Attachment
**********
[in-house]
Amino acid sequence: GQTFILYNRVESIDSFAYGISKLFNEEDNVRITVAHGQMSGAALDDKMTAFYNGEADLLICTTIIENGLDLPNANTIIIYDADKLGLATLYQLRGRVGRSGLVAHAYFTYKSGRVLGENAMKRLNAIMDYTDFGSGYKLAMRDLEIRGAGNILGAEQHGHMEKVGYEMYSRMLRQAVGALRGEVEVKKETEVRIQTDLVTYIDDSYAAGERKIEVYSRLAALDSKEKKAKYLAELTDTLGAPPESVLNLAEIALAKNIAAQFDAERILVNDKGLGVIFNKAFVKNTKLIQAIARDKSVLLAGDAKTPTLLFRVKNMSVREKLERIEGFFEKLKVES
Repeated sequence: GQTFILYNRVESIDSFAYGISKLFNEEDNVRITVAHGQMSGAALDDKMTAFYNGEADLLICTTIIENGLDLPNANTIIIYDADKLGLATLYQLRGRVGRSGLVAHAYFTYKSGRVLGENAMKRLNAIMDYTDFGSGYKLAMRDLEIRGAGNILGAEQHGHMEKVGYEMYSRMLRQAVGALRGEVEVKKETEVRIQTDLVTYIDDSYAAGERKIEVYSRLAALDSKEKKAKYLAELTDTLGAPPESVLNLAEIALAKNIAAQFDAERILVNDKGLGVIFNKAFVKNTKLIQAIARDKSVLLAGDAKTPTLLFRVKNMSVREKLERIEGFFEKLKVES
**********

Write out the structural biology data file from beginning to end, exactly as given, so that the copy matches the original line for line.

[in-house]
Amino acid sequence: GQTFILYNRVESIDSFAYGISKLFNEEDNVRITVAHGQMSGAALDDKMTAFYNGEADLLICTTIIENGLDLPNANTIIIYDADKLGLATLYQLRGRVGRSGLVAHAYFTYKSGRVLGENAMKRLNAIMDYTDFGSGYKLAMRDLEIRGAGNILGAEQHGHMEKVGYEMYSRMLRQAVGALRGEVEVKKETEVRIQTDLVTYIDDSYAAGERKIEVYSRLAALDSKEKKAKYLAELTDTLGAPPESVLNLAEIALAKNIAAQFDAERILVNDKGLGVIFNKAFVKNTKLIQAIARDKSVLLAGDAKTPTLLFRVKNMSVREKLERIEGFFEKLKVES
Repeated sequence: GQTFILYNRVESIDSFAYGISKLFNEEDNVRITVAHGQMSGAALDDKMTAFYNGEADLLICTTIIENGLDLPNANTIIIYDADKLGLATLYQLRGRVGRSGLVAHAYFTYKSGRVLGENAMKRLNAIMDYTDFGSGYKLAMRDLEIRGAGNILGAEQHGHMEKVGYEMYSRMLRQAVGALRGEVEVKKETEVRIQTDLVTYIDDSYAAGERKIEVYSRLAALDSKEKKAKYLAELTDTLGAPPESVLNLAEIALAKNIAAQFDAERILVNDKGLGVIFNKAFVKNTKLIQAIARDKSVLLAGDAKTPTLLFRVKNMSVREKLERIEGFFEKLKVES